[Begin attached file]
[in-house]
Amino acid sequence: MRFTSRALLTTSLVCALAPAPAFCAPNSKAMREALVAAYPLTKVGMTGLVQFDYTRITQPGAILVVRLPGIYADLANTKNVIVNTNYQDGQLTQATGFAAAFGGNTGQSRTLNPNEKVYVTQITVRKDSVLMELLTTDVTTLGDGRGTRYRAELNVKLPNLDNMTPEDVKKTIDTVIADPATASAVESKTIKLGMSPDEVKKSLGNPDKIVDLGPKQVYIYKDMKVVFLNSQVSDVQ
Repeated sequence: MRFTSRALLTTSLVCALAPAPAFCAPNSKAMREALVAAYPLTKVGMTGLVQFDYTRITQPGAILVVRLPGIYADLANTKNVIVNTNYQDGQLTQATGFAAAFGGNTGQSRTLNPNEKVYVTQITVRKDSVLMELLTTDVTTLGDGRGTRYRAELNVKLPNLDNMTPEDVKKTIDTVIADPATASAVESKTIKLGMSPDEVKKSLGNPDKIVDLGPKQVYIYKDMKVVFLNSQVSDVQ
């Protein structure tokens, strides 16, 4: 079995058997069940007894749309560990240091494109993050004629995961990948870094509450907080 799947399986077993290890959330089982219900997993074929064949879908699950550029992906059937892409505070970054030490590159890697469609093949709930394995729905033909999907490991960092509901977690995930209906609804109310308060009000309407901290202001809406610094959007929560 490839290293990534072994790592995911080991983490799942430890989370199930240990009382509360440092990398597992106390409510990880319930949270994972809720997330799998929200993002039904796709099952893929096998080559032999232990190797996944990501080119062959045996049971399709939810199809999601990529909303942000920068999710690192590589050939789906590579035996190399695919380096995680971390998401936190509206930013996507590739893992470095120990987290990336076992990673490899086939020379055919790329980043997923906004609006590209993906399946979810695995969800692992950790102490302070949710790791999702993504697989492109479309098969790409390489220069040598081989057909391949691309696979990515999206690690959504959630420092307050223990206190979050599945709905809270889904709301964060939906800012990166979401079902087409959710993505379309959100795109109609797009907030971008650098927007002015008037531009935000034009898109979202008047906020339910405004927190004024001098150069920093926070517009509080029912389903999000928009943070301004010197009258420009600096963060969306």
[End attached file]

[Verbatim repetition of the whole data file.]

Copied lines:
[in-house]
Amino acid sequence: MRFTSRALLTTSLVCALAPAPAFCAPNSKAMREALVAAYPLTKVGMTGLVQFDYTRITQPGAILVVRLPGIYADLANTKNVIVNTNYQDGQLTQATGFAAAFGGNTGQSRTLNPNEKVYVTQITVRKDSVLMELLTTDVTTLGDGRGTRYRAELNVKLPNLDNMTPEDVKKTIDTVIADPATASAVESKTIKLGMSPDEVKKSLGNPDKIVDLGPKQVYIYKDMKVVFLNSQVSDVQ
Repeated sequence: MRFTSRALLTTSLVCALAPAPAFCAPNSKAMREALVAAYPLTKVGMTGLVQFDYTRITQPGAILVVRLPGIYADLANTKNVIVNTNYQDGQLTQATGFAAAFGGNTGQSRTLNPNEKVYVTQITVRKDSVLMELLTTDVTTLGDGRGTRYRAELNVKLPNLDNMTPEDVKKTIDTVIADPATASAVESKTIKLGMSPDEVKKSLGNPDKIVDLGPKQVYIYKDMKVVFLNSQVSDVQ
């Protein structure tokens, strides 16, 4: 079995058997069940007894749309560990240091494109993050004629995961990948870094509450907080 799947399986077993290890959330089982219900997993074929064949879908699950550029992906059937892409505070970054030490590159890697469609093949709930394995729905033909999907490991960092509901977690995930209906609804109310308060009000309407901290202001809406610094959007929560 490839290293990534072994790592995911080991983490799942430890989370199930240990009382509360440092990398597992106390409510990880319930949270994972809720997330799998929200993002039904796709099952893929096998080559032999232990190797996944990501080119062959045996049971399709939810199809999601990529909303942000920068999710690192590589050939789906590579035996190399695919380096995680971390998401936190509206930013996507590739893992470095120990987290990336076992990673490899086939020379055919790329980043997923906004609006590209993906399946979810695995969800692992950790102490302070949710790791999702993504697989492109479309098969790409390489220069040598081989057909391949691309696979990515999206690690959504959630420092307050223990206190979050599945709905809270889904709301964060939906800012990166979401079902087409959710993505379309959100795109109609797009907030971008650098927007002015008037531009935000034009898109979202008047906020339910405004927190004024001098150069920093926070517009509080029912389903999000928009943070301004010197009258420009600096963060969306």